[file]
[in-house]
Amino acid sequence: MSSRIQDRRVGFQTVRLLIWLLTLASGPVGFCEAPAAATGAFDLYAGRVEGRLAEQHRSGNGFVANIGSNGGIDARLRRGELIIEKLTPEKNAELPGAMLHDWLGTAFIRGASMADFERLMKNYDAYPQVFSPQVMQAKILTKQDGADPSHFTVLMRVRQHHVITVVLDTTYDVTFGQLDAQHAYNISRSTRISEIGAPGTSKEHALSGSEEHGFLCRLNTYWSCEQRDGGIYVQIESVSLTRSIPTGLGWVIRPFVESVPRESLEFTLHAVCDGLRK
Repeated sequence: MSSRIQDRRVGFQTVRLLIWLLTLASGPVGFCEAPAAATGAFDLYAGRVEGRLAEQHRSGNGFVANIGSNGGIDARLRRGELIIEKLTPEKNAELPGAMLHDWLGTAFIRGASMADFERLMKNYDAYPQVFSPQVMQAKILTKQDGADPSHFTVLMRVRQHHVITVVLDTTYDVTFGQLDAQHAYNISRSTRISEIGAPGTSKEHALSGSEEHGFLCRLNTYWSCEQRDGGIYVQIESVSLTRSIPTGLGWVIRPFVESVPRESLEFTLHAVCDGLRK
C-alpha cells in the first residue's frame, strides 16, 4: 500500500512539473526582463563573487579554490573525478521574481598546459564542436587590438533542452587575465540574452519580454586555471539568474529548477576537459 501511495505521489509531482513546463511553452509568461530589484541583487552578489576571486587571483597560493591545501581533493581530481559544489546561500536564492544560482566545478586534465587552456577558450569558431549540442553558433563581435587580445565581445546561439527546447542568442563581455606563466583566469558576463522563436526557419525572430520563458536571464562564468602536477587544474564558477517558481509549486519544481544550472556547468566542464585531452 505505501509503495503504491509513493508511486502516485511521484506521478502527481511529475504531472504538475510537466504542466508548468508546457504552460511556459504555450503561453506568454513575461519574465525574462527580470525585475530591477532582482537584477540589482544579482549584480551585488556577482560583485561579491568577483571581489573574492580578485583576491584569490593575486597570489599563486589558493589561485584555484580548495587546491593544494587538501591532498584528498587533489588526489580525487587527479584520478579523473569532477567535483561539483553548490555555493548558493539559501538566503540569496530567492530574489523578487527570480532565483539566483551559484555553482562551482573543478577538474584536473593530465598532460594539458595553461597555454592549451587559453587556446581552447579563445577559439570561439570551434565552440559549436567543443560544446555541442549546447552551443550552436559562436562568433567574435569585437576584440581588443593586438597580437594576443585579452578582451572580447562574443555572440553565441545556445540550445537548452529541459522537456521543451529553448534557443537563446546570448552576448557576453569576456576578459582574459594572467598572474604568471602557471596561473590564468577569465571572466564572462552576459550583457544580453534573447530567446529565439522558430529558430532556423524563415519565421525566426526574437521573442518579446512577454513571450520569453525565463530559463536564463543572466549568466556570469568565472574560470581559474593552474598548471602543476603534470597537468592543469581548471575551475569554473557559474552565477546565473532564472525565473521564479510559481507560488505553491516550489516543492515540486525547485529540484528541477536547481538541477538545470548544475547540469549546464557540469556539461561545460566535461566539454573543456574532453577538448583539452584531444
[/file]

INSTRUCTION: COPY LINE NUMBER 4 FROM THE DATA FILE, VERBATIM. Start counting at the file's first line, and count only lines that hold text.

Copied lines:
C-alpha cells in the first residue's frame, strides 16, 4: 500500500512539473526582463563573487579554490573525478521574481598546459564542436587590438533542452587575465540574452519580454586555471539568474529548477576537459 501511495505521489509531482513546463511553452509568461530589484541583487552578489576571486587571483597560493591545501581533493581530481559544489546561500536564492544560482566545478586534465587552456577558450569558431549540442553558433563581435587580445565581445546561439527546447542568442563581455606563466583566469558576463522563436526557419525572430520563458536571464562564468602536477587544474564558477517558481509549486519544481544550472556547468566542464585531452 505505501509503495503504491509513493508511486502516485511521484506521478502527481511529475504531472504538475510537466504542466508548468508546457504552460511556459504555450503561453506568454513575461519574465525574462527580470525585475530591477532582482537584477540589482544579482549584480551585488556577482560583485561579491568577483571581489573574492580578485583576491584569490593575486597570489599563486589558493589561485584555484580548495587546491593544494587538501591532498584528498587533489588526489580525487587527479584520478579523473569532477567535483561539483553548490555555493548558493539559501538566503540569496530567492530574489523578487527570480532565483539566483551559484555553482562551482573543478577538474584536473593530465598532460594539458595553461597555454592549451587559453587556446581552447579563445577559439570561439570551434565552440559549436567543443560544446555541442549546447552551443550552436559562436562568433567574435569585437576584440581588443593586438597580437594576443585579452578582451572580447562574443555572440553565441545556445540550445537548452529541459522537456521543451529553448534557443537563446546570448552576448557576453569576456576578459582574459594572467598572474604568471602557471596561473590564468577569465571572466564572462552576459550583457544580453534573447530567446529565439522558430529558430532556423524563415519565421525566426526574437521573442518579446512577454513571450520569453525565463530559463536564463543572466549568466556570469568565472574560470581559474593552474598548471602543476603534470597537468592543469581548471575551475569554473557559474552565477546565473532564472525565473521564479510559481507560488505553491516550489516543492515540486525547485529540484528541477536547481538541477538545470548544475547540469549546464557540469556539461561545460566535461566539454573543456574532453577538448583539452584531444